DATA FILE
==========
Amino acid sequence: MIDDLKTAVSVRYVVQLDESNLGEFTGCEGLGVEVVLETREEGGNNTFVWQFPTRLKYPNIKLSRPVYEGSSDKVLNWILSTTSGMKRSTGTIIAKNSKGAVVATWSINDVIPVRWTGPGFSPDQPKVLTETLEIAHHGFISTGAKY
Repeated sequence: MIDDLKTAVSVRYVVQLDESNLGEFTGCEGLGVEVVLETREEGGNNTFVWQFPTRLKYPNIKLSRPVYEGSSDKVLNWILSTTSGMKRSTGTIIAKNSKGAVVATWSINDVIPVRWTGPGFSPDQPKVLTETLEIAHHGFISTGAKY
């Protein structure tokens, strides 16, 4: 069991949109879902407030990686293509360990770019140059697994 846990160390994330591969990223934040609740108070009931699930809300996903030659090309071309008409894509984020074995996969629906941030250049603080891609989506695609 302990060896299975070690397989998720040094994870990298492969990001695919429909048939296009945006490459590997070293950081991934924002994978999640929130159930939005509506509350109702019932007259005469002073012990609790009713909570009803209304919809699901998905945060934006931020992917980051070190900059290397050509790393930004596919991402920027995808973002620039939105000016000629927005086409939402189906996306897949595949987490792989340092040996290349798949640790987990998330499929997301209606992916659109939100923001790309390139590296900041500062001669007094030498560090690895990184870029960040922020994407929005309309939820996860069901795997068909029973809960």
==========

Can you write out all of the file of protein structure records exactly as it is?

Amino acid sequence: MIDDLKTAVSVRYVVQLDESNLGEFTGCEGLGVEVVLETREEGGNNTFVWQFPTRLKYPNIKLSRPVYEGSSDKVLNWILSTTSGMKRSTGTIIAKNSKGAVVATWSINDVIPVRWTGPGFSPDQPKVLTETLEIAHHGFISTGAKY
Repeated sequence: MIDDLKTAVSVRYVVQLDESNLGEFTGCEGLGVEVVLETREEGGNNTFVWQFPTRLKYPNIKLSRPVYEGSSDKVLNWILSTTSGMKRSTGTIIAKNSKGAVVATWSINDVIPVRWTGPGFSPDQPKVLTETLEIAHHGFISTGAKY
């Protein structure tokens, strides 16, 4: 069991949109879902407030990686293509360990770019140059697994 846990160390994330591969990223934040609740108070009931699930809300996903030659090309071309008409894509984020074995996969629906941030250049603080891609989506695609 302990060896299975070690397989998720040094994870990298492969990001695919429909048939296009945006490459590997070293950081991934924002994978999640929130159930939005509506509350109702019932007259005469002073012990609790009713909570009803209304919809699901998905945060934006931020992917980051070190900059290397050509790393930004596919991402920027995808973002620039939105000016000629927005086409939402189906996306897949595949987490792989340092040996290349798949640790987990998330499929997301209606992916659109939100923001790309390139590296900041500062001669007094030498560090690895990184870029960040922020994407929005309309939820996860069901795997068909029973809960």